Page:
Financials planners usually recommend you devote no more than 30 percent of your income to paying the rent, but more than half of Americans in rentals now spend more than that, an all-time high, according to a new study released Monday by the Joint Center for Housing Studies at Harvard University.
Finding affordable apartments is especially tough in Los Angeles, where 52 percent of residents rent, according to the study.
“L.A. actually does stand out as having the highest share of people renting which in part is a reflection of the high housing costs in the area and a younger population as well,” said Chris Herbert, Research Director at the Joint Center for Housing Studies at Harvard.
St. Louis has the lowest percentage of renters (30 percent) of the 20 largest U.S. metropolitan areas.
The share of Americans who are renters increased from 31 percent in 2004 to 35 percent in 2012. More Americans have become renters in the 2000s than have during any other time in the last 50 years.
Rising rents, shrinking incomes
We usually think of people renting because they can’t afford to buy, but now rentals are becoming increasingly unaffordable, with lots of people spending huge chunks of their paychecks on rent.
That means they don’t have much money left to spend on other things, which hurts the overall economy.
“We are losing ground rapidly against a chronic problem that forces households to cut essential spending,” Eric Belsky, Managing Director of the Joint Center for Housing Studies at Harvard said in a statement. “With little else to cut in their already tight budgets, America’s lowest-income renters with severe cost burdens spend about $130 less on food each month, and make similar reductions in healthcare, clothing, and savings.”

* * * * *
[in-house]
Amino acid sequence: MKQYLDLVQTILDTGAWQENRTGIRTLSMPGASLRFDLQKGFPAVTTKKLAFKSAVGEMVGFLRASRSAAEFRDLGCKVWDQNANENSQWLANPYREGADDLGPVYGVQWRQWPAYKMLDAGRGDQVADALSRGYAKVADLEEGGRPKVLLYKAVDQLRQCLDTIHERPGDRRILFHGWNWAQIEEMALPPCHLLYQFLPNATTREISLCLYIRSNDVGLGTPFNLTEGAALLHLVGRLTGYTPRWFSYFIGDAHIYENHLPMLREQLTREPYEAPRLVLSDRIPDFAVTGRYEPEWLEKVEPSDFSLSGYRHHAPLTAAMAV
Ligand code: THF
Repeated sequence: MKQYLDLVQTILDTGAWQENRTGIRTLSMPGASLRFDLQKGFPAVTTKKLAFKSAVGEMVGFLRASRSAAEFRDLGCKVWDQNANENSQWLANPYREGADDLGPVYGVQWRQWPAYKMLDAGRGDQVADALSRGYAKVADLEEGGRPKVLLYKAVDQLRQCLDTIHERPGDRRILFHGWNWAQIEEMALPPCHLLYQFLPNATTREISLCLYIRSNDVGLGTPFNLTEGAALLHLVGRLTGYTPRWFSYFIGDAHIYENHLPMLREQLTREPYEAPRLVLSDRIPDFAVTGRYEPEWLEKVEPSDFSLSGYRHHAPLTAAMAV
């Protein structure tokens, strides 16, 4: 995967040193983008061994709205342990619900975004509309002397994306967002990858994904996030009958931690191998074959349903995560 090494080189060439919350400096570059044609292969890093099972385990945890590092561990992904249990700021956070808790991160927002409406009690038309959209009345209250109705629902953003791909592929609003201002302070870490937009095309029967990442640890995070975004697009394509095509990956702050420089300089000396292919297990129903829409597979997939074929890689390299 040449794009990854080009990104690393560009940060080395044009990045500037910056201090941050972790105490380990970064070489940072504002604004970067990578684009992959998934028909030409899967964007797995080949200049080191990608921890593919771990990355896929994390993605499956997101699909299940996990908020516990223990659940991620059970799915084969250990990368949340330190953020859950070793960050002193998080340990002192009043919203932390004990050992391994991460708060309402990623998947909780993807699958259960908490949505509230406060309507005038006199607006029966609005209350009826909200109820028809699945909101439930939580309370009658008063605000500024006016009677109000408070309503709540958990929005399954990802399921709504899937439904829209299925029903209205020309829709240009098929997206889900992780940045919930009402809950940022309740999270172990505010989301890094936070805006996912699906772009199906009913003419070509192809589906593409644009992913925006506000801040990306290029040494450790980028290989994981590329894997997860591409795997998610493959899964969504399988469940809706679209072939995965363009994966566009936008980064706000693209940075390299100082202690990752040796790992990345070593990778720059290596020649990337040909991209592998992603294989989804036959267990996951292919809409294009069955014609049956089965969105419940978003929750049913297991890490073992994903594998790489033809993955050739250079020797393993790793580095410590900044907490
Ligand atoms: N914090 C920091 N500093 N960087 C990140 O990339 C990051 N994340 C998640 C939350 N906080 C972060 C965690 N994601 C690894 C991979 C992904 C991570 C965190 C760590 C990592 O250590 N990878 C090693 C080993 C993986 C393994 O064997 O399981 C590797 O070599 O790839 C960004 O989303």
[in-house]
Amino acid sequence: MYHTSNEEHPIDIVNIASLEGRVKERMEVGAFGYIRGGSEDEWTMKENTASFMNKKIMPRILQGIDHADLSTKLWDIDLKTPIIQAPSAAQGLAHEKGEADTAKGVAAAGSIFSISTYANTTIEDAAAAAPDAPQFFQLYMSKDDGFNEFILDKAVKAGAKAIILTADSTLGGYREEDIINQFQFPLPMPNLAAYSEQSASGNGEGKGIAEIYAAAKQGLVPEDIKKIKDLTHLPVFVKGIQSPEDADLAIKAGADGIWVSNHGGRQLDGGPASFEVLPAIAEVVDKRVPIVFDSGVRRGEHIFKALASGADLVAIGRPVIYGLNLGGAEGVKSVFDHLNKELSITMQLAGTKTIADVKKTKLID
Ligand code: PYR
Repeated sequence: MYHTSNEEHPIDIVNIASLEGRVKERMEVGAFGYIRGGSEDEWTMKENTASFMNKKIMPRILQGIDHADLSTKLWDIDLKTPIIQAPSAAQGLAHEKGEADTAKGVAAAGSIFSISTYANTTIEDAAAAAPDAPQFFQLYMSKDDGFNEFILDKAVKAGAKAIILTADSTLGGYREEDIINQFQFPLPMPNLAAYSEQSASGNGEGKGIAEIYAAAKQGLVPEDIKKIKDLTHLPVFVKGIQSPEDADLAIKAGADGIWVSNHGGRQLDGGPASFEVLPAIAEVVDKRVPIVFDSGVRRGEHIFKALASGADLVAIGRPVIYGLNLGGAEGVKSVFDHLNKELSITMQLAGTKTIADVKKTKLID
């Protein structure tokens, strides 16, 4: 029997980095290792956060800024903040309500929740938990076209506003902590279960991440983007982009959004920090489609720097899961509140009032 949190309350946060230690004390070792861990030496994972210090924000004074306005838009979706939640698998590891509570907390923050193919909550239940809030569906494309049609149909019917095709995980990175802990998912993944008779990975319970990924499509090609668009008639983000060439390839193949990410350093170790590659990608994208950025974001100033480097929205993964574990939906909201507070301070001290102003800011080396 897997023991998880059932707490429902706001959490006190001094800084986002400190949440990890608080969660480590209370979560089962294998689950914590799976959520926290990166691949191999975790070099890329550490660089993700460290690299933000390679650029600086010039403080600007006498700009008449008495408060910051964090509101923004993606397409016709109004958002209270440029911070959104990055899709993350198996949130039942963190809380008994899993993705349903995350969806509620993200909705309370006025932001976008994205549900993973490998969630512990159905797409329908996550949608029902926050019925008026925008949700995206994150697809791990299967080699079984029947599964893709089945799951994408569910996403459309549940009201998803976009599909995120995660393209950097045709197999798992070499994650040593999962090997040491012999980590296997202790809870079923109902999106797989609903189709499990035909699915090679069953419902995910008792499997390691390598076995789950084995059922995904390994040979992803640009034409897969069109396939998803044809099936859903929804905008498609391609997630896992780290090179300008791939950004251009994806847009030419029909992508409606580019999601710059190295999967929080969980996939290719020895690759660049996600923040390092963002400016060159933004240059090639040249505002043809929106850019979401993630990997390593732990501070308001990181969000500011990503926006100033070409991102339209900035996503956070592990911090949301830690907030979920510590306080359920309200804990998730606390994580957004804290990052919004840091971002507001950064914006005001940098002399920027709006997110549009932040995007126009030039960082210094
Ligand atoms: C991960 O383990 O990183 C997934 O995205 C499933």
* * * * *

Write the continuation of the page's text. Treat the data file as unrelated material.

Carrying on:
Nationally, rents increased 6 percent from 2000 to last year. During the same time, renter’s income fell by 13 percent.
Half of U.S. renters now spend more than 30 percent of their income on rent, a 12 percent increase from a decade ago. 27 percent of renters devote more than half their income on rent, up 17 percent from a decade ago.
“The gravity of the situation for the large proportion of renters spending so much of their incomes on housing is plain,” said Belsky.
Southern California has ‘worst’ cities for affordability
Though he didn’t participate in the Harvard study, Richard K. Green regularly tracks the local rental market as Director of the USC Lusk Center for Real Estate.
He said the standard advice that no more than 30 percent of monthly income should be devoted to rent is simply not realistic for most people here.
“It’s not available for many, many people who live in Southern California,” said Green. “When we look at Los Angeles, Orange County, and San Diego, the way I do the measurements they are three of worst cities in the country for affordability,” said Green.
Green said coastal areas tend to suffer from the double-edged sword of rising rents and falling incomes while further inland the rent hasn’t increased, but incomes have fallen.
Green said raising the minimum wage would help the problem of housing affordability. He also recommends relaxing the rules on housing development.
“In California, we need to figure out how to make it easier to build housing,” said Green.